Max Scherzer exchanged some intense handshakes with Washington Nationals’ GM Mike Rizzo and Nats’ skipper Davey Martinez once he was done throwing 64 pitches over four innings in his second sim game in Nationals Park on Saturday afternoon.
It looks like it will be Scherzer’s last simulated outing as he works his way back from a mild rhomboid strain.
“He felt good,” Martinez told reporters, as quoted by MASN’s Mark Zuckerman, once the 35-year-old, three-time Cy Young award winner was done with his work on the mound. “He’s a little bit ornery, but that’s a good thing. Now we’ll see how he feels tomorrow.”
“That’s probably a really good assessment about my overall mentality right now,” Scherzer said this weekend, when asked about his manager saying he was “ornery”.
Scherzer has been champing at the bit to get back in the Nationals’ rotation, having made just one major league start since July 6th, as he’s dealt with both scapulothoracic bursitis and then the rhomboid strain.
Coming out of his second sim game, Scherzer said he felt fine and was good to go, though he’d said he was ready to start for the Nationals after the first sim game.
“I feel good,” Scherzer said on Sunday.
“I woke up this morning, arm’s moving around, going through the throwing motion it feels good. I’m sore in all the right spots given that throwing  pitches and all the treatment that we did yesterday. It’s right where it should be, right where I thought it was going to be, so for me this was a good sign.”
While his manager wouldn’t commit to Scherzer returning to the big leagues next time out, he did say that the right-hander will be on a regular schedule going forward.
“We’re trying to schedule everything as if today he pitched,” Martinez explained on Saturday. “He’s got five days. So he’ll be on his regular routine.”
That would, of course, line Scherzer up to throw again on Thursday, when the Nationals will be playing the series finale with the Pittsburgh Pirates in PNC Park.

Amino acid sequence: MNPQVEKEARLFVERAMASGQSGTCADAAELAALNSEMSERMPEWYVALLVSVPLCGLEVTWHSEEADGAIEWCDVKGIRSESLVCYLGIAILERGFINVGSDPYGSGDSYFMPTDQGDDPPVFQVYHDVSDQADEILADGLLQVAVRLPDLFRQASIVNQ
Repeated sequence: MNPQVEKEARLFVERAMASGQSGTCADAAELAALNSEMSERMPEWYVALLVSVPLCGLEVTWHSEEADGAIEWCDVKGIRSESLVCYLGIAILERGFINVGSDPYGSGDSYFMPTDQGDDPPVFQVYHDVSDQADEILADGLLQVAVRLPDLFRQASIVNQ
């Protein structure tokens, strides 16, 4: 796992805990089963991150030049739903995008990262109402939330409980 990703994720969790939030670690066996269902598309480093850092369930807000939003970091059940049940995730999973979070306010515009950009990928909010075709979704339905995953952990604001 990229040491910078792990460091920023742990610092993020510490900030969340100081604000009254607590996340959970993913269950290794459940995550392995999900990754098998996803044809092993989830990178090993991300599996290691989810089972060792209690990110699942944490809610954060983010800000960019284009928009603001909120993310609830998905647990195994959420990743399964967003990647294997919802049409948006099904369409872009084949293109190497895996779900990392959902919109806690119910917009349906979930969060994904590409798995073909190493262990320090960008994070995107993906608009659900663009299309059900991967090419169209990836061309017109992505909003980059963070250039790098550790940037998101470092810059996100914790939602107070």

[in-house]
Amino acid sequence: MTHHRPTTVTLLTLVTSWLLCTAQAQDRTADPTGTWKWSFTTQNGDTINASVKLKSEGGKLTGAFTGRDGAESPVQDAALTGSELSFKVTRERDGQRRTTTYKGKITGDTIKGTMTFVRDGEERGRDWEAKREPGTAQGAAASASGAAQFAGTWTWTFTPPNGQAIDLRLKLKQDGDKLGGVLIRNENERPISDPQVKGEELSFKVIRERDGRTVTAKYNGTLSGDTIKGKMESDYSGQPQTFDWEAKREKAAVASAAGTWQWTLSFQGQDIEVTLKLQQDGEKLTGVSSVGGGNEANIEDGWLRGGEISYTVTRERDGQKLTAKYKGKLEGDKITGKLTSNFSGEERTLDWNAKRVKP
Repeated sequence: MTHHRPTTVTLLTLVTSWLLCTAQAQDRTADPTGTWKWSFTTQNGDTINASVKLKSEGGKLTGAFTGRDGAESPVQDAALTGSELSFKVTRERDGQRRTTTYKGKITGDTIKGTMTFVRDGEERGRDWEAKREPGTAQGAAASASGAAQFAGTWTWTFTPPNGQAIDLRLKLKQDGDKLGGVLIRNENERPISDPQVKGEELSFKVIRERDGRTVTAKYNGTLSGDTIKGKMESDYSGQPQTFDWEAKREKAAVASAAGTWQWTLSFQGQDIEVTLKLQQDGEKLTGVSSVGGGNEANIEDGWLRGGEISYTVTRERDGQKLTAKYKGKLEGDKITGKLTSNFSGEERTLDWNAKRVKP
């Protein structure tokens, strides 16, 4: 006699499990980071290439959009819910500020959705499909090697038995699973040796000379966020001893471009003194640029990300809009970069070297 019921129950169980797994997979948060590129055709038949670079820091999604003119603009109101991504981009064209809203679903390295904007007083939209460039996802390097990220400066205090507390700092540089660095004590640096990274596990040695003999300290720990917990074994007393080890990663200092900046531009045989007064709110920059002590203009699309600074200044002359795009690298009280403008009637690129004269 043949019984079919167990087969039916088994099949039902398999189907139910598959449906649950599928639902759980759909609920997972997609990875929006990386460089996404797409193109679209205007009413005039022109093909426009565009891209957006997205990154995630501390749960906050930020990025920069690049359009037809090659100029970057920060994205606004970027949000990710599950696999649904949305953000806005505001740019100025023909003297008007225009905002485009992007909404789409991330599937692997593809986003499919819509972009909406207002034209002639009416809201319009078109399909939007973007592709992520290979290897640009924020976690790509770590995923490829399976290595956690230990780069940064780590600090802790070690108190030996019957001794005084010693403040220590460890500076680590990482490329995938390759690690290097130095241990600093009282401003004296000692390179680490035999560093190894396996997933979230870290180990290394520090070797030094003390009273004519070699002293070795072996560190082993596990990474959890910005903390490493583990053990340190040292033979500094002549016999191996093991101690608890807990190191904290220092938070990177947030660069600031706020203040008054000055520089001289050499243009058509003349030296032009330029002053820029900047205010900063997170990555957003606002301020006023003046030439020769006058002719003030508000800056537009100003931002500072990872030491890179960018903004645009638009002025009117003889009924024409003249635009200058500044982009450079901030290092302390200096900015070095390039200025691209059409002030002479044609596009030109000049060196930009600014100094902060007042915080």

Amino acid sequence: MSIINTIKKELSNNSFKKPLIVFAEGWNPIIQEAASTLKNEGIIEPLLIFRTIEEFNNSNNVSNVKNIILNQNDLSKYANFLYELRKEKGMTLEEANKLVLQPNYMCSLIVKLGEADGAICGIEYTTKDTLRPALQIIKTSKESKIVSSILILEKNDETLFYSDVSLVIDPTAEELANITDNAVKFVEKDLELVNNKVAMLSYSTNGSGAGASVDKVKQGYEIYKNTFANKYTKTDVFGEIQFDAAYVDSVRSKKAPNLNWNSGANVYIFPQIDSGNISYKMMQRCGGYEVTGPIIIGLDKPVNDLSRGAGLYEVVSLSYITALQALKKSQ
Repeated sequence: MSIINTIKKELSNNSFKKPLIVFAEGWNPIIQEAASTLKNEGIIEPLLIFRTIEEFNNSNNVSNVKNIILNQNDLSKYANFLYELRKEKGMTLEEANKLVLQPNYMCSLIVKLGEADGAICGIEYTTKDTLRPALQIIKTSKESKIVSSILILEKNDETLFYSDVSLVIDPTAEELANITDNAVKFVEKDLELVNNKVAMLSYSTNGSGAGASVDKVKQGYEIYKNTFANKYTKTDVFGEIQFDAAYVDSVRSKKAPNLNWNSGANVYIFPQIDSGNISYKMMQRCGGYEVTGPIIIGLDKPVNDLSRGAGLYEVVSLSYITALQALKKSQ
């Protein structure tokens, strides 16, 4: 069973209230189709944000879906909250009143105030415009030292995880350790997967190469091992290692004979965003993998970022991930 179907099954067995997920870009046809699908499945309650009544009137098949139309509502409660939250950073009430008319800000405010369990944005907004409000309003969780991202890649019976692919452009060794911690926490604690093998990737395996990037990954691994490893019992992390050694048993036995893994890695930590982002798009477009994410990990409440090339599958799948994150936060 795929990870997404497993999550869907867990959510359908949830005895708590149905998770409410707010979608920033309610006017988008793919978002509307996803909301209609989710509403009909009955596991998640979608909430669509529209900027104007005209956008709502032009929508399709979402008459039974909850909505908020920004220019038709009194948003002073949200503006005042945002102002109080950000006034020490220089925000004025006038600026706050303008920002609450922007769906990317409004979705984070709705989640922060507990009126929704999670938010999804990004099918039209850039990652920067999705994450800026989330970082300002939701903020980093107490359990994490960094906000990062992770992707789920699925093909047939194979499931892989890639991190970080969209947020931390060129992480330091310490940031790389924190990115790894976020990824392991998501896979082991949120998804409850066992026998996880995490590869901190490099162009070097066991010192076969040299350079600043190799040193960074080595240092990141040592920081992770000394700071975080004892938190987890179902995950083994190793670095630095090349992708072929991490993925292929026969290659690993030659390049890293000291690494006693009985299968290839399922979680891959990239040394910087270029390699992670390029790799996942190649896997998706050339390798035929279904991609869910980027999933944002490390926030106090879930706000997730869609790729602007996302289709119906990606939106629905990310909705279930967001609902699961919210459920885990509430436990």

He’s been as intense, or ornery, as he’s been the last few weeks, because he’s just naturally intense, but also because he’s tried to maintain the intensity he has on the mound and he’s been on the verge of returning for a while now, so he hasn’t let up.
“If I knew this was going to be, however long this was going to take, if I was dealing with a more significant injury where, hey, you’re not going to feel good in six weeks, alright yeah, you can easily mentally check out six weeks knowing that alright, I’m not going to be able to throw a ball in six weeks and you can build your rehab around [that],” Scherzer explained.
“That hasn’t been the case, it’s really been day-to-day, hey, you might be feeling good here in two days, and that’s really been the prognosis that I’ve gotten from the doctors and everybody about what I’m dealing with, and so for me, that’s really been the hardest part mentally, is that I feel like any point in time I could be ready to get back out there, and at any day everybody is expecting that this could turn, and for me when you have that carrot right in front of your face and you want to be out there helping your team, that’s what’s been the most frustrating part for me mentally.”
“He wants to be on the mound,” Martinez said, “he wants to help us win, but this is part of it.”
Come Thursday night, Scherzer might actually be able to directly contribute to the fight to get to the postseason.